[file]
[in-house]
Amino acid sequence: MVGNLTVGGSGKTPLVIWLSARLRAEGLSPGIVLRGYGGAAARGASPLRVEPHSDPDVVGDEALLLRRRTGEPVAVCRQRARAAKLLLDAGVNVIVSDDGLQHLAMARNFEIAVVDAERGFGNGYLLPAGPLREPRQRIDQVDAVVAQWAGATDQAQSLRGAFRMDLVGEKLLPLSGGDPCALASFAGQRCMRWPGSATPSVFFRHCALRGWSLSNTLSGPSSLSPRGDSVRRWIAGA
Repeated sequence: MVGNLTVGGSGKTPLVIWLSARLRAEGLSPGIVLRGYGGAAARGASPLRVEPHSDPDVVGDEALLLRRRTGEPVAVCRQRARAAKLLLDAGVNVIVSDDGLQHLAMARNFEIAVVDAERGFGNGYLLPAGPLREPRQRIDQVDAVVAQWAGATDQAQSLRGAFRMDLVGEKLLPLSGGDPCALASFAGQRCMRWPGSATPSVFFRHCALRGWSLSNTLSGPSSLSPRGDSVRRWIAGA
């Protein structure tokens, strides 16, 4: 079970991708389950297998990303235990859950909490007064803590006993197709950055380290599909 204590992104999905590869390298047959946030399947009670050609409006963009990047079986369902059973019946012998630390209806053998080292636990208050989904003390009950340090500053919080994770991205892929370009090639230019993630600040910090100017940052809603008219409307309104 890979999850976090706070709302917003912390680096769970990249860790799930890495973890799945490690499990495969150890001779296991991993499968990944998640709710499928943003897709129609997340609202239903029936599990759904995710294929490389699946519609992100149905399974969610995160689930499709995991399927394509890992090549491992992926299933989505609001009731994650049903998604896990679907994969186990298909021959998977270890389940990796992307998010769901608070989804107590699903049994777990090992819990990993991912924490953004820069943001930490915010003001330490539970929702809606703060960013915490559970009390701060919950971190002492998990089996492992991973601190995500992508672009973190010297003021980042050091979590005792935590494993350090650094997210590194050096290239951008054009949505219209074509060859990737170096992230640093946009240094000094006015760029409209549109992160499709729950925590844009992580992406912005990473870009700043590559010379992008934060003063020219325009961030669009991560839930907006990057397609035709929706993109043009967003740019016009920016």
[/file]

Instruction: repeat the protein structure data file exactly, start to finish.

[in-house]
Amino acid sequence: MVGNLTVGGSGKTPLVIWLSARLRAEGLSPGIVLRGYGGAAARGASPLRVEPHSDPDVVGDEALLLRRRTGEPVAVCRQRARAAKLLLDAGVNVIVSDDGLQHLAMARNFEIAVVDAERGFGNGYLLPAGPLREPRQRIDQVDAVVAQWAGATDQAQSLRGAFRMDLVGEKLLPLSGGDPCALASFAGQRCMRWPGSATPSVFFRHCALRGWSLSNTLSGPSSLSPRGDSVRRWIAGA
Repeated sequence: MVGNLTVGGSGKTPLVIWLSARLRAEGLSPGIVLRGYGGAAARGASPLRVEPHSDPDVVGDEALLLRRRTGEPVAVCRQRARAAKLLLDAGVNVIVSDDGLQHLAMARNFEIAVVDAERGFGNGYLLPAGPLREPRQRIDQVDAVVAQWAGATDQAQSLRGAFRMDLVGEKLLPLSGGDPCALASFAGQRCMRWPGSATPSVFFRHCALRGWSLSNTLSGPSSLSPRGDSVRRWIAGA
């Protein structure tokens, strides 16, 4: 079970991708389950297998990303235990859950909490007064803590006993197709950055380290599909 204590992104999905590869390298047959946030399947009670050609409006963009990047079986369902059973019946012998630390209806053998080292636990208050989904003390009950340090500053919080994770991205892929370009090639230019993630600040910090100017940052809603008219409307309104 890979999850976090706070709302917003912390680096769970990249860790799930890495973890799945490690499990495969150890001779296991991993499968990944998640709710499928943003897709129609997340609202239903029936599990759904995710294929490389699946519609992100149905399974969610995160689930499709995991399927394509890992090549491992992926299933989505609001009731994650049903998604896990679907994969186990298909021959998977270890389940990796992307998010769901608070989804107590699903049994777990090992819990990993991912924490953004820069943001930490915010003001330490539970929702809606703060960013915490559970009390701060919950971190002492998990089996492992991973601190995500992508672009973190010297003021980042050091979590005792935590494993350090650094997210590194050096290239951008054009949505219209074509060859990737170096992230640093946009240094000094006015760029409209549109992160499709729950925590844009992580992406912005990473870009700043590559010379992008934060003063020219325009961030669009991560839930907006990057397609035709929706993109043009967003740019016009920016």